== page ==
Saturday, August 4, 2012

The life you save may be your own

I mostly hate it when people read a work of fiction (or watch a movie) about a subject about which they know a great deal and then go on at great length about how incorrect everything they read or watched was. It's fiction, I proclaim, cut some slack. If you want facts, head on over to the nonfiction shelves. Yet I found myself doing the same thing while listening to Sara Zarr's latest novel, How to Save a Life. I've read almost all of Zarr's work, but I had a hard time giving this one the fiction slack I insist that others do.

Jill MacSweeney and her mother, Robin, are still reeling from the death of her father in a car accident ten months ago. Jill has cut herself off from her closest friends and feels trapped in loneliness and anger, but now she has something to be really mad about: Her mother has connected online with a pregnant teen -- just one year older than Jill -- and plans to adopt her baby boy. As the novel begins, Mandy has just come to live with Jill and Robin in Denver for the month left before the birth. It will just be an arrangement between Mandy and Robin: No social workers, no lawyers, no secrecy.

And, yet -- of course -- there are nothing but secrets here. Mandy and Jill tell the story in alternating chapters and slowly the onion is peeled and the lies and hurts and other unspoken emotions are exposed.  The characters' growth from pain to healing seemed authentic to me (if a little speedy and overly neat there at the end) and the two voices of the girls were honest and compelling. Everyone in this novel was a real person. Zarr is an expert at characterization, in all of her books the young women (in particular) act and react in age-appropriate ways. They ask the questions that smart teenagers ask. Jill and Mandy are no different.  They aren't very appealing young women though; I cared about them only because I knew they were each in a really shitty place and that I should care (also, see last paragraph).

But what I couldn't get around was the adoption. I used to (20 years ago! yikes!) work at an open adoption agency and while I completely understand that many, many people (both adoptive and birth parents) are operating from fear in this situation and that leads to bad decisions, my brain wasn't able to ignore the fact that the characters on the periphery of this drama (most notably, the obstetrician who needed to re-think who her patient was!) weren't stepping in to say "wait one minute."  OK, totally not fair assessment of a novel for teenagers. It's baggage, I've recognized it and moved on.

(On the other hand, I enjoyed the slight play on words with the name of the bookstore where Jill worked: Margins. Sigh ... a good bookstore gone.)

I am moving on because the narrators were so good.  Ariadne Meyers (heard here in another stellar example of never actually mentioning the narrator) and Cassandra Morris (here) read Jill and Mandy respectively. Morris reads Mandy in her tiny, girlish voice with an underpinning of resolve that lets you know that she's not the under-educated hick that Jill thinks she is. Meyers gives us a goth Jill who seesaws between contempt (both self and external) and unbearable fear as she destroys relationships with everyone around her. Meyers is particularly good at reproducing Morris' unique speech when Jill is describing conversations. Both women can easily manage dialogue and diverse characterizations.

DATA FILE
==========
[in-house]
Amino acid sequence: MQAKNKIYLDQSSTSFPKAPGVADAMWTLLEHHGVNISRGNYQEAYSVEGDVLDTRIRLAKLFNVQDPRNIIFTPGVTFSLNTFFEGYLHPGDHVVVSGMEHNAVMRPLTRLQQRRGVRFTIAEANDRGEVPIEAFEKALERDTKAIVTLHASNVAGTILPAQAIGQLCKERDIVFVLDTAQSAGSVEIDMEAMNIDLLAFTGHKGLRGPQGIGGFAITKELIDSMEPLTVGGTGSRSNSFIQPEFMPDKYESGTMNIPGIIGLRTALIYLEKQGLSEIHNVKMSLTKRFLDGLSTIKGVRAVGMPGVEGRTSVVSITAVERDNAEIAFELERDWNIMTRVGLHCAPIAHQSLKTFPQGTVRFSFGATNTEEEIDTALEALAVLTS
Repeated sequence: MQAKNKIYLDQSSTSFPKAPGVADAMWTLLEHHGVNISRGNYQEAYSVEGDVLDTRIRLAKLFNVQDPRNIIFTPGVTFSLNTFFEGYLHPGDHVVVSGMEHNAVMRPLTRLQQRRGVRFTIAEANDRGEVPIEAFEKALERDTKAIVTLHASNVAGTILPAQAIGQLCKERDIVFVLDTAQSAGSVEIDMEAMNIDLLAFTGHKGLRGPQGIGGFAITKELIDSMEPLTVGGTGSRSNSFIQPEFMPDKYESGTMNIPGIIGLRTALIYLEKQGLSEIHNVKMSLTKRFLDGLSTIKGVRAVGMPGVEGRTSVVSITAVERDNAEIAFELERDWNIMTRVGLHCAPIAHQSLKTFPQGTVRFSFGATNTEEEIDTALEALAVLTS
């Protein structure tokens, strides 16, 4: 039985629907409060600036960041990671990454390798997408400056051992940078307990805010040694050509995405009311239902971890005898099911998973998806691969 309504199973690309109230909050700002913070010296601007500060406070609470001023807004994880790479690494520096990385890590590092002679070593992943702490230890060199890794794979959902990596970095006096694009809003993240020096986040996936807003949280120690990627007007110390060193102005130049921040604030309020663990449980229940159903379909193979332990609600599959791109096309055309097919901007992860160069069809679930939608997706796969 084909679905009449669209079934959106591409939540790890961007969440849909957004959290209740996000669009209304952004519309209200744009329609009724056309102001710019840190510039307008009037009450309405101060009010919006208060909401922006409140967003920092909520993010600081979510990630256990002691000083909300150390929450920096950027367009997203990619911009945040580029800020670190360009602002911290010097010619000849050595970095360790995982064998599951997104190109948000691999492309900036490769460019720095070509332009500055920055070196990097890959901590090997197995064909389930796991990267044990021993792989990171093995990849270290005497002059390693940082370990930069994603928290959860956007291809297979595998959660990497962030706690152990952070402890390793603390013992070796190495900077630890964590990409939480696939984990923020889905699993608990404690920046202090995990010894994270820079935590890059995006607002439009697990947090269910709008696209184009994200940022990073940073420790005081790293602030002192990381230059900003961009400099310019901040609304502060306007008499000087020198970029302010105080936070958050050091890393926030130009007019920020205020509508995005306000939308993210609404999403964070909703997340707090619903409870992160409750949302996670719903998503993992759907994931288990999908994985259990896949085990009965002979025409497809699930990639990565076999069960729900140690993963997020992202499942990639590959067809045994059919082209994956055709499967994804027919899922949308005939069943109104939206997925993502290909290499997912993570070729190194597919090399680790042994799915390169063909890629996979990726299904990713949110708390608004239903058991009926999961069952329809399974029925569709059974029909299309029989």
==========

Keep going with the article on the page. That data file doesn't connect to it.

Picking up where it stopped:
One complaint: This novel contains extensive internal monologues by each character and it was occasionally tricky figuring out what was being said aloud. Context usually helps here, but always after the fact, which always causes a slight ears-to-brain delay with what is being read next.

Unlike the last (and only) Sara Zarr book I listened to, I liked the audio here better than the book itself. The narrators really give the novel a complexity that allows a listener (well, me) to look beyond its flaws. Their vivid characterizations truly turned those young women into lively and honest people.

I've been feeling some youth fiction fatigue lately and wondering what has caused it.  It recently took me nine (!) days to finish a 220-page novel for children!!! It's not just that I read at a glacial pace of 24 pages a day (that's not even a bus ride), it's that I'm not liking it very much. Granted, some unusual things are currently clogging up my concentration, but I clearly need to take a break. Alas, it's simply not possible until the end of the year. Must re-apply nose to grindstone, but I may be over-representing adult stuff in the ears as I seek some literary relief from the young set. Maybe you, oh gentle reader, won't mind that either.

[I cribbed my post title from Zarr's epigraph, who borrowed it from a short story by Flannery O'Connor.  The photograph of O'Connor with fellow Writers' Workshop participants Arthur Koestler (one day I must learn how to crop pictures) and (boyfriend/instructor?) Robie Macauley was taken at the University of Iowa in 1947 and was retrieved from Wikimedia Commons.]

How to Save a Life by Sara Zarr
Narrated by Ariadne Meyers and Cassandra Morris
Listening Library, 2012.  9:54

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